Commercial Real Estate Activity Continuing To Decline

A sustained lack of credit and the economic slump will depress the commercial real estate market this year, according to a forward-looking index and forecast for the commercial real estate sectors published by the National Association of Realtors®.

Lawrence Yun, NAR chief economist, said all components of the index declined. “The credit crunch has especially hammered down some components of NAR’s commercial leading indicator,” he said. “A lack of commercial credit is a serious threat to the overall economy. The Federal Reserve needs to use the Term Asset-Backed Securities Loan Facility (TALF) to provide liquidity and support for commercial mortgage-backed securities.”

The Commercial Leading Indicator for Brokerage Activity1 fell 6.0 percent to an index of 109.2 in the fourth quarter from a downwardly revised reading of 116.1 in the third quarter, and is 9.1 percent lower than an index of 120.1 in the fourth quarter of 2007. NAR’s track of the commercial leading indicator dates back to 1990.

The slowing index means commercial real estate activity, as measured by net absorption and the completion of new commercial buildings, is likely to weaken further over the next six to nine months.

The Society of Industrial and Office Realtors®, in its SIOR Commercial Real Estate Index, a separate attitudinal survey of 644 local market experts, also expect a lower level of business activity in upcoming quarters. Ninety percent of respondents indicate leasing activity in their market is down, and vacancy rates are generally higher.

Given the freeze in commercial credit, investment activity in commercial real estate sectors has essentially halted, while continuing job losses are reducing the demand for space.

Realtors® Commercial Alliance Committee chair Robert Toothaker said all sectors are down except for multifamily. “The apartment rental market is more stable simply because home sales are depressed,” he said.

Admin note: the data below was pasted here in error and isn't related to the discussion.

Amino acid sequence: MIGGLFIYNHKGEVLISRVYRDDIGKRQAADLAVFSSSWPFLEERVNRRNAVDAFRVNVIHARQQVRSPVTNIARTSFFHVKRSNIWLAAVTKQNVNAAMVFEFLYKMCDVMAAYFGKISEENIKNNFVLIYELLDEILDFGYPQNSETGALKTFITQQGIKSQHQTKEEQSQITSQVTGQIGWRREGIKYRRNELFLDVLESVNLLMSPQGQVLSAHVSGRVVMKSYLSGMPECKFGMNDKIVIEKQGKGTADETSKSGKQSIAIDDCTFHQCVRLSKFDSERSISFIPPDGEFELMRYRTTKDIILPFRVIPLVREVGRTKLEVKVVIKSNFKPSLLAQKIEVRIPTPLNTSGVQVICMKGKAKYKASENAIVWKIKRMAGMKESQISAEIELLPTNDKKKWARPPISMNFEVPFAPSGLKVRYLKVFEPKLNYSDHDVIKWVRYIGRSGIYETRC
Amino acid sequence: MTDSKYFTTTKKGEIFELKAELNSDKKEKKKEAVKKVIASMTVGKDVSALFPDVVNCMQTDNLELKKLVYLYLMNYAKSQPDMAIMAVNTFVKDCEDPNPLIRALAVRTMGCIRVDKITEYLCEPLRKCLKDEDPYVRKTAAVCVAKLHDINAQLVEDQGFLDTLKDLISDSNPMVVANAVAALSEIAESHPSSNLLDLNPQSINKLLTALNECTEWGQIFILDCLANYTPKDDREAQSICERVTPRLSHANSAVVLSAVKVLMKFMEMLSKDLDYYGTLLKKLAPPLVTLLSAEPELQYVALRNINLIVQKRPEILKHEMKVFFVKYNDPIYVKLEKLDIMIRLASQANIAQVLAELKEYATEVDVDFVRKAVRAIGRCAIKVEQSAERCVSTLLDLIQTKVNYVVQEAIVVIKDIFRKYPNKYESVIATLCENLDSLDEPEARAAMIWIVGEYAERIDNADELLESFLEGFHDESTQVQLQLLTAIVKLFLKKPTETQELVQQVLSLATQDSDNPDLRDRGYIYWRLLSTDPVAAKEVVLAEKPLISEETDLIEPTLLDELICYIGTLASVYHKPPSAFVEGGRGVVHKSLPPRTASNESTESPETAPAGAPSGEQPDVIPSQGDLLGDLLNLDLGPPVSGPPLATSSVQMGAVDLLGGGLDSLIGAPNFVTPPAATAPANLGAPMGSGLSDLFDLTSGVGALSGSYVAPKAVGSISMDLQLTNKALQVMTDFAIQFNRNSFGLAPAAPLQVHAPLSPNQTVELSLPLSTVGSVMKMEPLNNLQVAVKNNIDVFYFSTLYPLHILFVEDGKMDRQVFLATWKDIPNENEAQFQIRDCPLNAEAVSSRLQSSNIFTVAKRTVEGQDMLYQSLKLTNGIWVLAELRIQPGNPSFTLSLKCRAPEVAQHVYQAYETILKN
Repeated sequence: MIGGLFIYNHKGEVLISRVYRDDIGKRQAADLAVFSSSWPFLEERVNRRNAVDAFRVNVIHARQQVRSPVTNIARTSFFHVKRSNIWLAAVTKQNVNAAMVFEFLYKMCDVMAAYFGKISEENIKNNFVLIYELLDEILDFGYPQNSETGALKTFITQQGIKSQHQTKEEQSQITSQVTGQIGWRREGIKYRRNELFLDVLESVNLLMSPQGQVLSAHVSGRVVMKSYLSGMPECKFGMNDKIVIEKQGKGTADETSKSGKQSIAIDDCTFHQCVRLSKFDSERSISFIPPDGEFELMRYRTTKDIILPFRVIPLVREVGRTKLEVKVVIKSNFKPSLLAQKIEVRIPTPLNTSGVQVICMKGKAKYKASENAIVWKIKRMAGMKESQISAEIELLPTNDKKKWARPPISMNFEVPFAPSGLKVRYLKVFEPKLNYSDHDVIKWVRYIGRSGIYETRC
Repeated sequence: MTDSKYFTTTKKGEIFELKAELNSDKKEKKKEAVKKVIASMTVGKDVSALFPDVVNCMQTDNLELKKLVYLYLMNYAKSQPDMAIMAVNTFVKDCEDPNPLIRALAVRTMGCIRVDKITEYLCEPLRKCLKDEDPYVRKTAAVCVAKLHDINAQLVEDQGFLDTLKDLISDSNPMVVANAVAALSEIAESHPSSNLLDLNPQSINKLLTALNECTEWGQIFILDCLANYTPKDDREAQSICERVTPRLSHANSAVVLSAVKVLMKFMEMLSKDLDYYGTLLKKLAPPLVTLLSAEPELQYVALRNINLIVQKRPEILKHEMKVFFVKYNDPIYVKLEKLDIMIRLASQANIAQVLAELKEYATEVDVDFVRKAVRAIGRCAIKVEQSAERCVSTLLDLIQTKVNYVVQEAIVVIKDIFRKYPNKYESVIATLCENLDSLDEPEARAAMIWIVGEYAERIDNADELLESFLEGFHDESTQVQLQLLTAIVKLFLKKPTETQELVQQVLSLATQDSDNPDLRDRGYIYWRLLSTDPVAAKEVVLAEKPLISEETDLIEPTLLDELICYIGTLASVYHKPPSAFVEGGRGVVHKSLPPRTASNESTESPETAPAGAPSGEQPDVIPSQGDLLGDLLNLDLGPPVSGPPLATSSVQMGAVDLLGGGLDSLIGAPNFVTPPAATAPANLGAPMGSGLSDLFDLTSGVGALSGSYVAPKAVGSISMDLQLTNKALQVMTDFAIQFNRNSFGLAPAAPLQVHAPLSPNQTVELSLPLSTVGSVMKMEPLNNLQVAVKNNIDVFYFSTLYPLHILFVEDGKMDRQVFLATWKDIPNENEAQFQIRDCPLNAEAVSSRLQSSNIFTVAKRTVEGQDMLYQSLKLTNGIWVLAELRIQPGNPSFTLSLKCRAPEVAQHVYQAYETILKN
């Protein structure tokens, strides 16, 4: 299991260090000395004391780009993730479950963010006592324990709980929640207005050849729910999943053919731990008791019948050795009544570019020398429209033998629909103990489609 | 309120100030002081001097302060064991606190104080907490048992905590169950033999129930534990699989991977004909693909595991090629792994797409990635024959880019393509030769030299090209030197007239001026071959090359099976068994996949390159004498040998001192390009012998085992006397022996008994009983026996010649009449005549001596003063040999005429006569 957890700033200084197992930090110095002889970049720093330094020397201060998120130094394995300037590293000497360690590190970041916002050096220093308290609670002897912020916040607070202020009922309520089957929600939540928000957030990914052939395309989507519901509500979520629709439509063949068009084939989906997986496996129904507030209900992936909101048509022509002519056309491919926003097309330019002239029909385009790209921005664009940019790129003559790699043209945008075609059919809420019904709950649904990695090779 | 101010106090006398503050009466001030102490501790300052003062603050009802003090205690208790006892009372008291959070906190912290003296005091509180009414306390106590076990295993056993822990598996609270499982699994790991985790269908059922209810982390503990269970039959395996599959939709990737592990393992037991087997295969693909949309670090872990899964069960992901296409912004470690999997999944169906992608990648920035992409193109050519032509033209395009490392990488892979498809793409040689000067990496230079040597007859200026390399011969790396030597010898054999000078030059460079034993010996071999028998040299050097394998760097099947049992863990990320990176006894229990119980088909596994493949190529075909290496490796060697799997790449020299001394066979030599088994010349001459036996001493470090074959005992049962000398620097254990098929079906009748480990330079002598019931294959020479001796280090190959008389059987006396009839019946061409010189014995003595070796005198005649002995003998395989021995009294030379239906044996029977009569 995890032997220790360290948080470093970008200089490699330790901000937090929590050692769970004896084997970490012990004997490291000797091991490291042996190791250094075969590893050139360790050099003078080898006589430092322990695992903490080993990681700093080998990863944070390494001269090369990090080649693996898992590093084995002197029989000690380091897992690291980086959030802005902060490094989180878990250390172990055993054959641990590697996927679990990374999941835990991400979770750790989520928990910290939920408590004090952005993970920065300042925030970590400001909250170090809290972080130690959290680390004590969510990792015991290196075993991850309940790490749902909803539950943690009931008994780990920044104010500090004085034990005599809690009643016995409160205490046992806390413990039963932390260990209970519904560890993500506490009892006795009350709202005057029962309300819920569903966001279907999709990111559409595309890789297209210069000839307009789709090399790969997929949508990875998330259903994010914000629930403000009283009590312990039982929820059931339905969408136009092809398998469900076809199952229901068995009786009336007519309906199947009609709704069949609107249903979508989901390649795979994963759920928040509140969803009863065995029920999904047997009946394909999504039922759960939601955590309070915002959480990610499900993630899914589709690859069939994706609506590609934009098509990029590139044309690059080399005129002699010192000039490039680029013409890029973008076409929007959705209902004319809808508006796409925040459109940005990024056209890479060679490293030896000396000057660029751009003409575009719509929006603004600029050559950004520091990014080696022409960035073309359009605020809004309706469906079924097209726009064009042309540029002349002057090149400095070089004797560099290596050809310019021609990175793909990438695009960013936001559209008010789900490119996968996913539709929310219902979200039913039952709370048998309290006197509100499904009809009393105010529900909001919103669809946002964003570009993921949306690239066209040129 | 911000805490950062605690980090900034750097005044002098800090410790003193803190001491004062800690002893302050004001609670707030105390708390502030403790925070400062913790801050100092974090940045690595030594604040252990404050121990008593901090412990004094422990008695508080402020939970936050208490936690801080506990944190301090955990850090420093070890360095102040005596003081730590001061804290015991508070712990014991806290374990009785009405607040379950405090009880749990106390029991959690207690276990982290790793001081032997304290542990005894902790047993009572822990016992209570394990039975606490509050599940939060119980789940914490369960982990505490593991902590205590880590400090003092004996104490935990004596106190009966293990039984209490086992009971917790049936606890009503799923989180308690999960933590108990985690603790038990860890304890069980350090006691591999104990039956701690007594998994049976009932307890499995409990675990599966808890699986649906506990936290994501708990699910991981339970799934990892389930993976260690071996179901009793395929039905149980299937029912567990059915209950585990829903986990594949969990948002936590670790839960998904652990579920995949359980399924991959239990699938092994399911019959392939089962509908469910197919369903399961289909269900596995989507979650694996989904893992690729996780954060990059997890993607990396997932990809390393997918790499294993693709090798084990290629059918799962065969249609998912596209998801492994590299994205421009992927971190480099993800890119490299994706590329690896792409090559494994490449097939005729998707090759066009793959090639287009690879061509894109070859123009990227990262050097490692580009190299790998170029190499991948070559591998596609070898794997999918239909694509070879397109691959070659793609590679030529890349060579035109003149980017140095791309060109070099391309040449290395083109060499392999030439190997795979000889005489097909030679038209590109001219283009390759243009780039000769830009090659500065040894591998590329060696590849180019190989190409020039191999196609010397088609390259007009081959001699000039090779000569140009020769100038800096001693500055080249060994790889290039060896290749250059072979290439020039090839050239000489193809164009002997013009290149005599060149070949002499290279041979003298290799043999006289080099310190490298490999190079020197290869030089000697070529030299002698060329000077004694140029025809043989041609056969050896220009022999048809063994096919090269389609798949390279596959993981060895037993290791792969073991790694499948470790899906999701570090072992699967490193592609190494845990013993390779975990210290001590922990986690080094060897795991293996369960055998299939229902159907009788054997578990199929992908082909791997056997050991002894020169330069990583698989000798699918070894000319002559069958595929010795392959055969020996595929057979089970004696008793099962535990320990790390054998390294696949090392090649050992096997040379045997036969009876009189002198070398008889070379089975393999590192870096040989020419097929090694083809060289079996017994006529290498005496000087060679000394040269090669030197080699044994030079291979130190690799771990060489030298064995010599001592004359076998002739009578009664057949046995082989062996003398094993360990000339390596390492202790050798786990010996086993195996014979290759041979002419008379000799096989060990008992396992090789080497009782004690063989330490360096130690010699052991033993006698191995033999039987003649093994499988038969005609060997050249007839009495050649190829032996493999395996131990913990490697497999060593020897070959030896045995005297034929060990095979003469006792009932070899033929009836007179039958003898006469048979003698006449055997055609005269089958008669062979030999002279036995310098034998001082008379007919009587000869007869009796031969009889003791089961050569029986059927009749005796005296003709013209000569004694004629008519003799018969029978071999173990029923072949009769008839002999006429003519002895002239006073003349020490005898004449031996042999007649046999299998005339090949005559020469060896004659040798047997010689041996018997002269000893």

“The stimulus package is designed to create jobs, and that would eventually lead to an upturn in the commercial market,” Toothaker said. “However, we need to quickly restore liquidity to commercial real estate lending so transactions can move forward and debt on existing properties can be rolled over.”

The NAR forecast for four major commercial sectors analyzes quarterly data in the office, industrial, retail and multifamily markets. Historic data were provided by Torto Wheaton Research.

Office Market

Losses in the job market continue to reduce demand for office space. Vacancy rates are projected to increase to 16.7 percent in the third quarter of 2009 from 13.4 percent in the third quarter of 2008.

Annual rent in the office sector is expected to decline 4.2 percent this year following a 0.4 percent dip in 2008. In 57 markets tracked, net absorption of office space, which includes the leasing of new space coming on the market as well as space in existing properties, is seen as a negative 77.4 million square feet in 2009.

Industrial Market

The industrial sector is now beginning to feel the impact of the global economic slowdown, which is reducing the demand for exports. Vacancy rates in the industrial sector are forecast to rise to 12.2 percent in the third quarter of 2009 from 10.7 percent in the third quarter of last year.

Annual rent is estimated to fall 4.1 percent this year, after declining 0.8 percent in 2008. Net absorption of industrial space in 58 markets tracked should be a negative 148.1 million square feet this year. Because much of recent construction has been built to suit specific needs, many obsolete structures are on the market.

Retail Market

The slowdown in consumer spending has hit retailers hard. The retail vacancy rate will probably rise to 13.4 percent in the third quarter of this year from 9.8 percent in the third quarter of 2008. Average retail rent is expected to fall 9.0 percent this year; it declined 2.0 percent in 2008. Net absorption of retail space in 53 tracked markets will likely to be a negative 49.8 million square feet this year.

Multifamily Market

The apartment rental market – multifamily housing – has held its own as a result of depressed home sales as potential buyers seek rental housing. Multifamily vacancy rates are forecast to edge up to 6.0 percent in third quarter of this year from 5.8 percent in the third quarter of 2008.

Average rent is projected to grow 1.7 percent this year, following a 2.9 percent gain in 2008. Multifamily net absorption should be 127,500 units in 59 tracked metro areas in 2009.

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